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4 Responses to How architecture evolves

  1. edward7pan says:

    Dear Mr. Brussat,

    Forgive me but I must point out the misunderstanding: not just Scott didn’t criticise Renaissance architecture as imitative but he regarded it highly as The Architecture of Humanism.

    The quote “Renaissance architecture is imitative. It is more imitative than any style of building that preceded it” was a self-mockery in response to the statement at the beginning of the chapter by Fergusson, who was actually the one that criticised Renaissance architecture.

    Scott’s reasoning and advocacy for Classical Architecture or Renaissance architecture can be found in every chapter of his book. To name a few:

    “[…] They [the men of the Renaissance] had an immediate preference for certain combinations of mass and void, of light and shade, and, compared with this, all other motives in the formation of their distinctive style were insignificant. For these other motives, being accidental, exerted no consistent pressure, and, consequently, were absorbed or thrust aside by the steady influence of a conscious taste for form. As an architecture of taste, then, we must let it rest, where our historians are so unwilling to leave it, or where, leaving it, they think it necessary to condemn: as though there were something degraded in liking certain forms for their own sake and valuing architecture primarily as the means by which they may be obtained.[…]” (page 33)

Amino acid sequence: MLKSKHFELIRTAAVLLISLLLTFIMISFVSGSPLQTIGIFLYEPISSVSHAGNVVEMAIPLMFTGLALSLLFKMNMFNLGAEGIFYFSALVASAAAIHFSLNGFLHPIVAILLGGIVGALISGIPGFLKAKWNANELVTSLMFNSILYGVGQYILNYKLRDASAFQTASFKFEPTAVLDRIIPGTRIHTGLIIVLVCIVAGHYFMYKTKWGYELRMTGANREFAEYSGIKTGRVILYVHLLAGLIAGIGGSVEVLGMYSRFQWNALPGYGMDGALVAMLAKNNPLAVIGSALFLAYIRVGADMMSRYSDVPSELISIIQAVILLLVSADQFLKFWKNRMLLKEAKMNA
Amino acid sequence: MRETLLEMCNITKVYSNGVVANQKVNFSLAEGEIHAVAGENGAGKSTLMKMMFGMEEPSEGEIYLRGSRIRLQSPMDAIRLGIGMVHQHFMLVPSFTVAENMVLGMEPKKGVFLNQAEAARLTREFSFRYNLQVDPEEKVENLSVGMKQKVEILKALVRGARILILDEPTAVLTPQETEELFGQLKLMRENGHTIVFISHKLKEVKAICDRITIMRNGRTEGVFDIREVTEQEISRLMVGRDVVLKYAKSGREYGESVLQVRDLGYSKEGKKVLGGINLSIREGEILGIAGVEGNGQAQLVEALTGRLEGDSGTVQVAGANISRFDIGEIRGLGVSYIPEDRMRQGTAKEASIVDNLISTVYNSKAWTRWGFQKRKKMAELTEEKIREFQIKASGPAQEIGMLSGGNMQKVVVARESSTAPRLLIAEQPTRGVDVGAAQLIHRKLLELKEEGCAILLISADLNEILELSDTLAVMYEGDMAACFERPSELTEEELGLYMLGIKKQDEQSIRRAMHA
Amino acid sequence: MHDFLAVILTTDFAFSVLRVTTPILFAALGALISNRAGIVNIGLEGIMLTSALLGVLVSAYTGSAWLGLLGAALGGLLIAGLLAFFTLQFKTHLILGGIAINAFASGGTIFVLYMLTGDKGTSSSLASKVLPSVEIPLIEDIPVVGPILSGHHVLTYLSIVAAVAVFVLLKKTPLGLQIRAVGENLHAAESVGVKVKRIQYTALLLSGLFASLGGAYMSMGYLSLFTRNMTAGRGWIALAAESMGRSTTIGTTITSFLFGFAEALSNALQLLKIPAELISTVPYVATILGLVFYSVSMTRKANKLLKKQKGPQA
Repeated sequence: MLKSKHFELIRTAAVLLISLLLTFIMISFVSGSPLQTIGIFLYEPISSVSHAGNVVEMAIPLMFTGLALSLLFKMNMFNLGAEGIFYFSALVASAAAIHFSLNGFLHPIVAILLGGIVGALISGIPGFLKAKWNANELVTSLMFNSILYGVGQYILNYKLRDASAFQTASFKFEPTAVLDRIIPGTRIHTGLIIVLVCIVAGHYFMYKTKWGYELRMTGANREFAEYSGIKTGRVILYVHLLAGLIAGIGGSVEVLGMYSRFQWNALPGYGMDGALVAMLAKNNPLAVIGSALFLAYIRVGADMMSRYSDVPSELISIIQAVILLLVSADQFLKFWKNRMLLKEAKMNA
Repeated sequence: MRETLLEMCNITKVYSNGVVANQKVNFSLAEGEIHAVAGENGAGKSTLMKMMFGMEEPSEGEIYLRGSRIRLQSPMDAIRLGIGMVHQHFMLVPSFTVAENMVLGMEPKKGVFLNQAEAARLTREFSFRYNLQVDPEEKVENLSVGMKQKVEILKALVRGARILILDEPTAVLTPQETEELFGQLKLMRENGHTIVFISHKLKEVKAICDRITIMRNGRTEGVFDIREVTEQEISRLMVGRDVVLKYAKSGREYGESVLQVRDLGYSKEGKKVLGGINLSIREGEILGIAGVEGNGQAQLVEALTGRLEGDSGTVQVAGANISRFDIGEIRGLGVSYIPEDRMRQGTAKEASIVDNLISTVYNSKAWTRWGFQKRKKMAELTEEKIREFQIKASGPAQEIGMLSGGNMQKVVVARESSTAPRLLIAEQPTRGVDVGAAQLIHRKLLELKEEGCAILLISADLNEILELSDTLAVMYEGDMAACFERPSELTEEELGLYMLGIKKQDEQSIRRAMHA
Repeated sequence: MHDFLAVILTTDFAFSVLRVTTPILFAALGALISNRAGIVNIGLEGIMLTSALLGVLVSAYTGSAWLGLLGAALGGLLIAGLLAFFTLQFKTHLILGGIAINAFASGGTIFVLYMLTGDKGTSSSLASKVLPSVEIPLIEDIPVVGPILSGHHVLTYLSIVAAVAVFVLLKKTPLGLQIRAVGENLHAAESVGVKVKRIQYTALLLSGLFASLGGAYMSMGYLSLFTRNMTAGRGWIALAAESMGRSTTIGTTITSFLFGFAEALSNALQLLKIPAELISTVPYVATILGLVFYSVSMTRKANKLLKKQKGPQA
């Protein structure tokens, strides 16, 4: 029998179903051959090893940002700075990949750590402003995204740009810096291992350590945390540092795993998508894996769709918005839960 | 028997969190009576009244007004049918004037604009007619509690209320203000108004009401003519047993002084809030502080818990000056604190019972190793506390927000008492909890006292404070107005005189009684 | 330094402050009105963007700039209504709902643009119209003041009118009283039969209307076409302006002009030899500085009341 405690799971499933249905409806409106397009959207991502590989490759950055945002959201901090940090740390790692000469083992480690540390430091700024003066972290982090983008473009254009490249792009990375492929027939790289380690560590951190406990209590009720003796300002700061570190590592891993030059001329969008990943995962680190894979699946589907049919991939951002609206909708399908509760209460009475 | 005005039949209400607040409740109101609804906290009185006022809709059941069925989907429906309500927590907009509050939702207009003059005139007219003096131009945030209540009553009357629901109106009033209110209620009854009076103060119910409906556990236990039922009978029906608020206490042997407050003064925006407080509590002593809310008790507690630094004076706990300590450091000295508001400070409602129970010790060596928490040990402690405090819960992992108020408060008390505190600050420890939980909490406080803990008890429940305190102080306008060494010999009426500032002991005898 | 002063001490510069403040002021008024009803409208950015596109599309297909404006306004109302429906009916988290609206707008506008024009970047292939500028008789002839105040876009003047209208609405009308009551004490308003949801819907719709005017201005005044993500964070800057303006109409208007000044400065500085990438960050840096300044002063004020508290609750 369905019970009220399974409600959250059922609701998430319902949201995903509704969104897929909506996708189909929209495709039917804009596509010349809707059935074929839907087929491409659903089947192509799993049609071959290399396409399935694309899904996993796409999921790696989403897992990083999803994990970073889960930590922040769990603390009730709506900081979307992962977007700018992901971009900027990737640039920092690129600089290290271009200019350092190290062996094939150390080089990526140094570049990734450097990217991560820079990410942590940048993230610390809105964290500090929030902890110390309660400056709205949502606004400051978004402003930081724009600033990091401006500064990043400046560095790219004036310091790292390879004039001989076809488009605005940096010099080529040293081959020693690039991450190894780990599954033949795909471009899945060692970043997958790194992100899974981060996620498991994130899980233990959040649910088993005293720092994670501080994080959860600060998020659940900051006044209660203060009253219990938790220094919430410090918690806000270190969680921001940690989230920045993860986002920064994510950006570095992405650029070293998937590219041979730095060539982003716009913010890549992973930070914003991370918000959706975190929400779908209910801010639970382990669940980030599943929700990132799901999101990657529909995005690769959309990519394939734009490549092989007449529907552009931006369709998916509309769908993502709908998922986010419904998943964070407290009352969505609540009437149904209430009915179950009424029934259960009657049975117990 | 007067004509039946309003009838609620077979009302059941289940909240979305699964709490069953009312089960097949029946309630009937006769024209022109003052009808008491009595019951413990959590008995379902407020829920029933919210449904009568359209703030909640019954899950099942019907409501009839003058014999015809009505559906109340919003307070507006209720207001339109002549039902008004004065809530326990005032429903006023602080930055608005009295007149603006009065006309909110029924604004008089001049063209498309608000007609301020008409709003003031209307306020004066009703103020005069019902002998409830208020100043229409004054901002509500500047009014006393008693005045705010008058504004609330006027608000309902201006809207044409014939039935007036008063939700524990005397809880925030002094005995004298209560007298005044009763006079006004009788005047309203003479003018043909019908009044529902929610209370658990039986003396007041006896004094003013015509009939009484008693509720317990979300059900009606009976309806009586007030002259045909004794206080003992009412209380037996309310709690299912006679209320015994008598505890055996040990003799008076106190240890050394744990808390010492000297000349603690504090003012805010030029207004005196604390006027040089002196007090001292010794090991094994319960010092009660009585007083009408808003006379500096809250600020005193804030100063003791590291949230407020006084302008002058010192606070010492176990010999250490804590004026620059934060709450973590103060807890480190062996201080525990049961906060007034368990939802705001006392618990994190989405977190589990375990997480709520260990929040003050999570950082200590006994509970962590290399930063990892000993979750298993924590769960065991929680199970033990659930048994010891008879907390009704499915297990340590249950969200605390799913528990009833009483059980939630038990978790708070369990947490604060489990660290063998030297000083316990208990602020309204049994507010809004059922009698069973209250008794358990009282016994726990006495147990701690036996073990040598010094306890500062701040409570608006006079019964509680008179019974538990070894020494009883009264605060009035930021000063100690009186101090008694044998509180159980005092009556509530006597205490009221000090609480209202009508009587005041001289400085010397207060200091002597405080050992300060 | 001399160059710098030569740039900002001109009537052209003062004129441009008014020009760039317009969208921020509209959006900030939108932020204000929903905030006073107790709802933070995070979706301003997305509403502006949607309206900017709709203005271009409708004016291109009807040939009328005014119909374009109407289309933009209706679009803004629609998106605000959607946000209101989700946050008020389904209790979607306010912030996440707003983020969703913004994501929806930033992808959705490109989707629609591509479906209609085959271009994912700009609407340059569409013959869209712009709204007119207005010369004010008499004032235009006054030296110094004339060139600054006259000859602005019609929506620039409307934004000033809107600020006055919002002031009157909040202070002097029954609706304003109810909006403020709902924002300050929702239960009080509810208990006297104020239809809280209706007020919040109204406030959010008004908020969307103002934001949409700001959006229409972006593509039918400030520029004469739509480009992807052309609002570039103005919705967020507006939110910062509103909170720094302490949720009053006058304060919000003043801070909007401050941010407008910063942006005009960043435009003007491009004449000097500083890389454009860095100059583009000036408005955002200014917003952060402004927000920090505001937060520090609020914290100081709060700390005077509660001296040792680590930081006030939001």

“This principle of humanism explains our pleasure in Renaissance building. It gives us, also, some final links that we require. It forms the common tie between the different phases—at first sight so contradictory—of Renaissance style. It accounts for its strange attitude, at once obsequious and unruly, to the architecture of antiquity. It explains how Renaissance architecture is allied to the whole tendency of thought with which it was contemporary — the humanist attitude to literature and life.” (page 241)

    Edward Pan

    David Brussat’s reply:

    Yes, Edward, I am aware that Reed was a proponent of classical architecture. I was not aware that in the quotation I used he was mocking himself in response to Ferguson. I assumed that for Reed, imitation was a good thing (“Imitation is the sincerest form of flattery” and all that). So the line from Reed was a little baffling to me, and I took it as more a comparative remark than a criticism. Thanks for clearing it up!